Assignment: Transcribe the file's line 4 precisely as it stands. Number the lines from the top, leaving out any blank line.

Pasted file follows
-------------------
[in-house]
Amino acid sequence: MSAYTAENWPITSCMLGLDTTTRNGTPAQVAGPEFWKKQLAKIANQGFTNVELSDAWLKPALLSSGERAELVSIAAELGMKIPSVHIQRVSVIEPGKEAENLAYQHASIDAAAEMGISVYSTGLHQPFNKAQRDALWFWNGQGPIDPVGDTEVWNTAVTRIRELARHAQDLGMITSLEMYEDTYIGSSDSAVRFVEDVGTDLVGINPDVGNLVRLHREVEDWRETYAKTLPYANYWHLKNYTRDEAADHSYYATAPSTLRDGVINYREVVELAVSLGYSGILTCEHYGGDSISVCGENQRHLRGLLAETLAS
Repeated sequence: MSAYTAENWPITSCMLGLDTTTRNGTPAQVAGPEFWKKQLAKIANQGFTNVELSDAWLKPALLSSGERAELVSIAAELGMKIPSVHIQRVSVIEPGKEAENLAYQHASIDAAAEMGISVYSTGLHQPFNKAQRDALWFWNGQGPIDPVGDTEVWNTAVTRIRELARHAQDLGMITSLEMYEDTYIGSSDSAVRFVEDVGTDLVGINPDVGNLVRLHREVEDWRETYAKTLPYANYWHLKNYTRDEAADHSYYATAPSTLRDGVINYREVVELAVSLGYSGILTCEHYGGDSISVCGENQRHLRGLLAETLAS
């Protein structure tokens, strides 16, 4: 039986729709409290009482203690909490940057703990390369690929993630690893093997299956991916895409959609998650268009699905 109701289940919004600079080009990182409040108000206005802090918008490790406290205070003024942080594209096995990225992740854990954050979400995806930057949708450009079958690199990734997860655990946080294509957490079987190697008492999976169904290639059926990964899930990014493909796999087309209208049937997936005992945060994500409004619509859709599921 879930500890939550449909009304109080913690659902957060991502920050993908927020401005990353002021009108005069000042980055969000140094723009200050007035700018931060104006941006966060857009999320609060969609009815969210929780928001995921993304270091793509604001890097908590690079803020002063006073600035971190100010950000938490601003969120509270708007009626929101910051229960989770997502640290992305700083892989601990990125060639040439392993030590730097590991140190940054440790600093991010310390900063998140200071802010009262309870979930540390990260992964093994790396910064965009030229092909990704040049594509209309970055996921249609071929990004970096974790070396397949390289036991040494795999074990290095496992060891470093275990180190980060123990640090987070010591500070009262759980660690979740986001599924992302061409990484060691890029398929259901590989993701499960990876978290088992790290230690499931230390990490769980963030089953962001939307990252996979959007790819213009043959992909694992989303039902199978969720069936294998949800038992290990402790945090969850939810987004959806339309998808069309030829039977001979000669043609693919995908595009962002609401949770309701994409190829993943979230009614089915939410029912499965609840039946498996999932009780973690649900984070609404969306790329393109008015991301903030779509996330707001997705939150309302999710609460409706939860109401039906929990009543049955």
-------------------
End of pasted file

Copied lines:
């Protein structure tokens, strides 16, 4: 039986729709409290009482203690909490940057703990390369690929993630690893093997299956991916895409959609998650268009699905 109701289940919004600079080009990182409040108000206005802090918008490790406290205070003024942080594209096995990225992740854990954050979400995806930057949708450009079958690199990734997860655990946080294509957490079987190697008492999976169904290639059926990964899930990014493909796999087309209208049937997936005992945060994500409004619509859709599921 879930500890939550449909009304109080913690659902957060991502920050993908927020401005990353002021009108005069000042980055969000140094723009200050007035700018931060104006941006966060857009999320609060969609009815969210929780928001995921993304270091793509604001890097908590690079803020002063006073600035971190100010950000938490601003969120509270708007009626929101910051229960989770997502640290992305700083892989601990990125060639040439392993030590730097590991140190940054440790600093991010310390900063998140200071802010009262309870979930540390990260992964093994790396910064965009030229092909990704040049594509209309970055996921249609071929990004970096974790070396397949390289036991040494795999074990290095496992060891470093275990180190980060123990640090987070010591500070009262759980660690979740986001599924992302061409990484060691890029398929259901590989993701499960990876978290088992790290230690499931230390990490769980963030089953962001939307990252996979959007790819213009043959992909694992989303039902199978969720069936294998949800038992290990402790945090969850939810987004959806339309998808069309030829039977001979000669043609693919995908595009962002609401949770309701994409190829993943979230009614089915939410029912499965609840039946498996999932009780973690649900984070609404969306790329393109008015991301903030779509996330707001997705939150309302999710609460409706939860109401039906929990009543049955």